WASHINGTON – The Postal Service has trimmed its losses to $740 million over the last three months by consolidating processing facilities, cutting hours for workers and post offices and reducing workers’ compensation costs, the agency said Friday.

Still, year-to-date, the Postal Service had losses totaling $3.9 billion, and the agency said that without help from Congress its financial woes will worsen.

The report for the financial quarter ending June 30 comes as Congress considers proposals to fix the agency’s finances. The agency lost $16 billion last year and is trying to restructure its retail, delivery and mail-processing operations.

Over the first nine months of its fiscal year, the Postal Service said 104 mail processing facilities were consolidated, career employee work hours were reduced by about 41 million and operating hours at 7,397 post offices were reduced.

The service wants to end most Saturday and door-to-door mail delivery. It also is seeking to reduce its congressionally mandated $5.6 billion annual payment for future retiree health benefits. The agency says ending Saturday mail delivery would save $2 billion each year.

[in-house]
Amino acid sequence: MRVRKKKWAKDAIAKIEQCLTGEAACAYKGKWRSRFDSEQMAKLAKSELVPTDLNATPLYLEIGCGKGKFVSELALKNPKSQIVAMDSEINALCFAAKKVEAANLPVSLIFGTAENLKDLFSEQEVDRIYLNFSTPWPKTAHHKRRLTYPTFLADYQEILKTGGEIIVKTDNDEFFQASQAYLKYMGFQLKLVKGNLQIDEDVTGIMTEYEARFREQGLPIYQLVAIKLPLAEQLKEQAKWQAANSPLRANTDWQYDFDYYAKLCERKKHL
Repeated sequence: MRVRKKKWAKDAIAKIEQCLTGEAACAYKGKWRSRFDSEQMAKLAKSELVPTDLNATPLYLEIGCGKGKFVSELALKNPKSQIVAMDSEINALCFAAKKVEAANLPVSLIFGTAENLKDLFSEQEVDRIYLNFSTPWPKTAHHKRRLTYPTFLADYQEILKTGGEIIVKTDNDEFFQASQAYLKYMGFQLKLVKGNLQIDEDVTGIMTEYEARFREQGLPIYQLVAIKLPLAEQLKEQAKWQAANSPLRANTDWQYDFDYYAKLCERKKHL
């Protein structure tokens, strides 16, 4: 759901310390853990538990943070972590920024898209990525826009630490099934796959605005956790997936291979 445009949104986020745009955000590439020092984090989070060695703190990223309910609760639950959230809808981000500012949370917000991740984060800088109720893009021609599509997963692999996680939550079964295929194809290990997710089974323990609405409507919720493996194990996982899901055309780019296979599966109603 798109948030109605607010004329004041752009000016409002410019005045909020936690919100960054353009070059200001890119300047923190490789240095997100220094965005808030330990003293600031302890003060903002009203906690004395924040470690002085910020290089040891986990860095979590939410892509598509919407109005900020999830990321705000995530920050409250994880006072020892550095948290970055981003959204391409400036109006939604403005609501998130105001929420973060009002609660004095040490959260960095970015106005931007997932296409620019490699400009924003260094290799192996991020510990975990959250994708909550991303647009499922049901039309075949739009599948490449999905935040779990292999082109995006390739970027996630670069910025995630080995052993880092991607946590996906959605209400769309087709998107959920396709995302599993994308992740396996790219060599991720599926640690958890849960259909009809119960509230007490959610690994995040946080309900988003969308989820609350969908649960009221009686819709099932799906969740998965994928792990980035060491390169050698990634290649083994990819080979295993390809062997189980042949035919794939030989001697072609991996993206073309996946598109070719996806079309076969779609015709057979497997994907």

Joe Corbett, the agency’s chief financial officer, said in a statement that “without comprehensive postal reform legislation signed into law, our hands are tied and we expect multibillion dollar annual losses to continue.”

The third-quarter loss was far less than its $5.2 billion loss for the same period last year. Postal officials said its cost-cutting and efficiency moves helped lower losses, along with a $918 million decrease to its workers’ compensation expenses due to interest rates.

Shipping and package revenue continued to be a bright spot for the agency, increasing 8.8 percent compared to the same period last year. That helped operating revenue rise 3.6 percent to $16.2 billion in the third quarter, compared to last year’s third quarter.

First-class mail revenue, the Postal Service’s most profitable category, declined by 0.9 percent compared to the same period last year. Total mail volume was 37.9 billion pieces, down from 38.3 billion pieces for the third quarter last year.

The Postal Service for years has been wrestling with declining mail volume and a 2006 congressional requirement that it make advance payments to cover expected health care costs for future retirees.

The Postal Service is an independent agency that receives no tax dollars for its day-to-day operations but is subject to congressional control.